# Linear Algebra for Machine Learning¶

“Why should we study mathematics?” - This is the single most common question I get. If you are reading this math textbook, you have probably asked this yourself.

There are two strong reasons. First, mathematics teaches you how to think. Contrary to common belief, mathematics is not only about the objects you study: sets, functions, matrices, and whatnot. Mathematics is equally about learning and understanding thinking via engaging in problem solving.

Second, mathematics is the lingua franca of science and engineering. The ability to formulate quantitative models in any discipline has become the driver of technological innovation for centuries, and we have mathematics to thank for it.

Linear algebra plays a special role in all of this. If mathematics is the lingua franca of science, then linear algebra is the lingua franca of mathematics.

The reason is simple: vectors and matrices are the principal methods for storing and manipulating data. Images, text, music, and scientific measurements are all translated to vectors, and their transformations are expressed in terms of matrices. (Among other building blocks, such as nonlinear functions.)

This book is about the structure of matrices, vectors, and the vector spaces around them. By the end, you’ll understand

• how data is stored and manipulated,

• what is the underlying geometric structure of the ambient spaces of data,

• how matrices represent transformations between vector spaces,

• and how all of these are represented inside a computer.

Studying mathematics is a long-term investment with a steep learning curve. Even though I put an extra effort into making the technical details as accessible as possible, don’t expect to breeze through it in a single afternoon. Rather, it’s best to go slow and use it to augment your day-to-day machine learning practice, even revisiting sections multiple times. Learning is a spiral, and each time you come back, you’ll gain a higher perspective on the subject.

(The current trends in online education dictate course creators and textbook writers to quickly create a superficial and easily digestible material, then rely on marketing to bring in sales while moving on to the next project. This book goes against these trends.)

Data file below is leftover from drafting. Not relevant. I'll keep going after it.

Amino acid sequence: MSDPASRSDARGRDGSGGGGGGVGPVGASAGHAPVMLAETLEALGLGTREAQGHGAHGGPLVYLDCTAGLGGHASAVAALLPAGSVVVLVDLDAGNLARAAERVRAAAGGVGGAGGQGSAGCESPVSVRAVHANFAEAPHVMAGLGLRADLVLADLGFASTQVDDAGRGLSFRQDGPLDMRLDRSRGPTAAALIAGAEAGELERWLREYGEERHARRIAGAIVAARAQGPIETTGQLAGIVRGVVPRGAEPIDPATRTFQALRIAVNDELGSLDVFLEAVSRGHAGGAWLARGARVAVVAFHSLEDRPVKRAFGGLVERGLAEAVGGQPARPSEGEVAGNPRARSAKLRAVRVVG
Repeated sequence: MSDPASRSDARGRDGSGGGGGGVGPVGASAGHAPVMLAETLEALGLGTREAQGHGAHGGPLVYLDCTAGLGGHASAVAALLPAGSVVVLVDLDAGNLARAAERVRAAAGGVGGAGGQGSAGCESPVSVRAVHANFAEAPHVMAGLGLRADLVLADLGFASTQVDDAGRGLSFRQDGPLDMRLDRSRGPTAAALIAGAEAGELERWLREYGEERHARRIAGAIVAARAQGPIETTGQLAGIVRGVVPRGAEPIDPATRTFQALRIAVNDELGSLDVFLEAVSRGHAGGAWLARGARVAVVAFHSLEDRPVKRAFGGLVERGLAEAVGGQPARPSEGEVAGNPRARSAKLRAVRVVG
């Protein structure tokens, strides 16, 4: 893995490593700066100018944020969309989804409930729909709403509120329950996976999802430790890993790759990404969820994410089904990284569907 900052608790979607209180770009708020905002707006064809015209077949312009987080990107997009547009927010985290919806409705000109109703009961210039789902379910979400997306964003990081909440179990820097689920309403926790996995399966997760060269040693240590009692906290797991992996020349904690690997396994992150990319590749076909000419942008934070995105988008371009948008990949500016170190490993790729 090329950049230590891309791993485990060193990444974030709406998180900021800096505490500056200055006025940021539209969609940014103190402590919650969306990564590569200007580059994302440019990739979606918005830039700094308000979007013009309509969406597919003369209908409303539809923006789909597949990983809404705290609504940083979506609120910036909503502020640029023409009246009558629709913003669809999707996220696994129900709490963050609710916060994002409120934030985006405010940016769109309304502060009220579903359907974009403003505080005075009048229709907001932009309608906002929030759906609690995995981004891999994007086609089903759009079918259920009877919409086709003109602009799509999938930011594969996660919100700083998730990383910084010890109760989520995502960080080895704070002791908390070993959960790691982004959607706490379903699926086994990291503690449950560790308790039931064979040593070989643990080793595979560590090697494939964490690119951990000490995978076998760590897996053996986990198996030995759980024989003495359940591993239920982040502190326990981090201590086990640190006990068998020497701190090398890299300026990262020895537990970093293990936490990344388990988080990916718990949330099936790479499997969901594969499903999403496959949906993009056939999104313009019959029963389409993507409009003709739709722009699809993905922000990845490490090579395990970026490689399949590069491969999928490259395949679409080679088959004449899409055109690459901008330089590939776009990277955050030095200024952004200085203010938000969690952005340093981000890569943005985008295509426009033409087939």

With that, I wish you a great time with this book! Linear algebra is both useful and beautiful. Your investment will return multiple times throughout your career.

## How to read this book¶

Mathematics follows a definition-theorem-proof structure that might be difficult to follow at first. If you are unfamiliar with such a flow, don’t worry. I’ll give a gentle introduction right now.

In essence, mathematics is the study of abstract objects (such as functions) through their fundamental properties. Instead of empirical observations, mathematics is based on logic, making it universal. A correct mathematical result is set in stone, remaining valid forever. (Or, until the axioms of logic change.) If we want to use the powerful tool of logic, the mathematical objects need to be precisely defined. Definitions are presented in boxes like this below.

Definition 1 (An example definition.)

This is how definitions are presented in this book.

Given a definition, results are formulated as if A, then B statements, where A is the premise, and B is the conclusion. Such results are called theorems. For instance, if a function is differentiable, then it is also continuous. If a function is convex, then it has global minima. If we have a function, then we can approximate it with arbitrary precision using a single-layer neural network. You get the pattern. Theorems are the core of mathematics.

We must provide a sound logical argument to accept the validity of a proposition, one that deduces the conclusion from the premise. This is called a proof, responsible for the steep learning curve of mathematics. Contrary to other scientific disciplines, proofs in mathematics are indisputable statements, set in stone forever. On a practical note, look out for these boxes.

Theorem 1 (An example theorem.)

Let $$x$$ be a fancy mathematical object. The following two statements hold.

(a) If $$A$$, then $$B$$.

(b) If $$C$$ and $$D$$, then $$E$$.

Proof. This is where proofs go. $$\square$$

To enhance the learning experience, I’ll often make good-to-know but not absolutely essential information into remarks.

Remark 1 (An exciting remark.)

Mathematics is awesome. You’ll be a better engineer because of it.

The most effective way of learning is building things and putting theory into practice. In mathematics, this is the only way to learn. What this means to you is need to read through the text carefully. Don’t take anything for granted just because it is written down. Think through every sentence, take apart every argument and calculation. Try to prove theorems by yourself before reading the proofs.